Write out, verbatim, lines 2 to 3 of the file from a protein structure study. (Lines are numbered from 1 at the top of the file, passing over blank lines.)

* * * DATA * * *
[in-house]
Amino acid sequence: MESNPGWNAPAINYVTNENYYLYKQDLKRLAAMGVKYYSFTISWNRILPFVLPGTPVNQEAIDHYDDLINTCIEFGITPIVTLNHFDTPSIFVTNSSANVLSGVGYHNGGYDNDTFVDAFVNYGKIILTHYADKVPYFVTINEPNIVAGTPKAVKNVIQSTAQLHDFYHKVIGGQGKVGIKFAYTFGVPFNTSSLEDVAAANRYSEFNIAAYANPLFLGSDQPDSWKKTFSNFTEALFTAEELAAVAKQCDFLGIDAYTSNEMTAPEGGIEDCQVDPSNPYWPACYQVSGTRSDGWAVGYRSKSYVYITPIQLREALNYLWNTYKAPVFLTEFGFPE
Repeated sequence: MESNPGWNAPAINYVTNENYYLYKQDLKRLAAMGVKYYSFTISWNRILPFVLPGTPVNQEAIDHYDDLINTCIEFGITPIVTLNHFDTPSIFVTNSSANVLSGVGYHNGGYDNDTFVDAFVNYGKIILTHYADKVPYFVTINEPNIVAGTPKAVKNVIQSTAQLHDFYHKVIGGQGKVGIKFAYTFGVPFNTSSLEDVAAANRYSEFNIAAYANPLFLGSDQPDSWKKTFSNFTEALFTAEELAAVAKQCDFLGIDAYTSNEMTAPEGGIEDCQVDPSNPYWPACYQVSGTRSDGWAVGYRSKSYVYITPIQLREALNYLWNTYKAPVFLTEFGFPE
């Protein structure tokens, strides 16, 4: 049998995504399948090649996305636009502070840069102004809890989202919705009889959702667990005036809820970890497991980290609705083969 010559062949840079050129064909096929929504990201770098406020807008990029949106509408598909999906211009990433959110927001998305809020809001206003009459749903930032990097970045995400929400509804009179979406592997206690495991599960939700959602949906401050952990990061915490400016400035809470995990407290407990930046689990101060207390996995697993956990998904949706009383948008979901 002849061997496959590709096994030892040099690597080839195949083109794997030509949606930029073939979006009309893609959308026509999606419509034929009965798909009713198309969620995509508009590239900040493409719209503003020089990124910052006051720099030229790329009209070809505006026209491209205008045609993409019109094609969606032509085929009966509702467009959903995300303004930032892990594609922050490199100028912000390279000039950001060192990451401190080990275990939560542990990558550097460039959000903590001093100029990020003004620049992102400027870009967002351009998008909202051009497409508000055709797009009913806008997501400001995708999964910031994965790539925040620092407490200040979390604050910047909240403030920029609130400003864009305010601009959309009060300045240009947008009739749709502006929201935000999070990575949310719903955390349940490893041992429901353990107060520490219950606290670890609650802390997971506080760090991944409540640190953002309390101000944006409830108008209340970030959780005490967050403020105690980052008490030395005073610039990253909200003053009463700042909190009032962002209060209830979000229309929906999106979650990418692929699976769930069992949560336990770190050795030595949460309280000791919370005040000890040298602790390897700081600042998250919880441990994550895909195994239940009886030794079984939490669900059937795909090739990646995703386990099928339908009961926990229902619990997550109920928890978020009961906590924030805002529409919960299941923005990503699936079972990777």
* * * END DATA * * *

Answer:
Amino acid sequence: MESNPGWNAPAINYVTNENYYLYKQDLKRLAAMGVKYYSFTISWNRILPFVLPGTPVNQEAIDHYDDLINTCIEFGITPIVTLNHFDTPSIFVTNSSANVLSGVGYHNGGYDNDTFVDAFVNYGKIILTHYADKVPYFVTINEPNIVAGTPKAVKNVIQSTAQLHDFYHKVIGGQGKVGIKFAYTFGVPFNTSSLEDVAAANRYSEFNIAAYANPLFLGSDQPDSWKKTFSNFTEALFTAEELAAVAKQCDFLGIDAYTSNEMTAPEGGIEDCQVDPSNPYWPACYQVSGTRSDGWAVGYRSKSYVYITPIQLREALNYLWNTYKAPVFLTEFGFPE
Repeated sequence: MESNPGWNAPAINYVTNENYYLYKQDLKRLAAMGVKYYSFTISWNRILPFVLPGTPVNQEAIDHYDDLINTCIEFGITPIVTLNHFDTPSIFVTNSSANVLSGVGYHNGGYDNDTFVDAFVNYGKIILTHYADKVPYFVTINEPNIVAGTPKAVKNVIQSTAQLHDFYHKVIGGQGKVGIKFAYTFGVPFNTSSLEDVAAANRYSEFNIAAYANPLFLGSDQPDSWKKTFSNFTEALFTAEELAAVAKQCDFLGIDAYTSNEMTAPEGGIEDCQVDPSNPYWPACYQVSGTRSDGWAVGYRSKSYVYITPIQLREALNYLWNTYKAPVFLTEFGFPE